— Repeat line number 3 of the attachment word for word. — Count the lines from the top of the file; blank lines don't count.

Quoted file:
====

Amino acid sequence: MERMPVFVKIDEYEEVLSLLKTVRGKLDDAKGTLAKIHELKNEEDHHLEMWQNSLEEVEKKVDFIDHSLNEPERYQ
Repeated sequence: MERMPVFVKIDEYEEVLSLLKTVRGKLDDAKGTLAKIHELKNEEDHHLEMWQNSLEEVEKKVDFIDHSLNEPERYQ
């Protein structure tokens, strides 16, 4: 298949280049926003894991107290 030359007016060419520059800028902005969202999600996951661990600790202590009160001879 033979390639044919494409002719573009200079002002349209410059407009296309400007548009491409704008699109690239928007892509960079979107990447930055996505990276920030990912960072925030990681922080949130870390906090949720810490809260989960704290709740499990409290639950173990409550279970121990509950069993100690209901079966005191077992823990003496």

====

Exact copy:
């Protein structure tokens, strides 16, 4: 298949280049926003894991107290 030359007016060419520059800028902005969202999600996951661990600790202590009160001879 033979390639044919494409002719573009200079002002349209410059407009296309400007548009491409704008699109690239928007892509960079979107990447930055996505990276920030990912960072925030990681922080949130870390906090949720810490809260989960704290709740499990409290639950173990409550279970121990509950069993100690209901079966005191077992823990003496």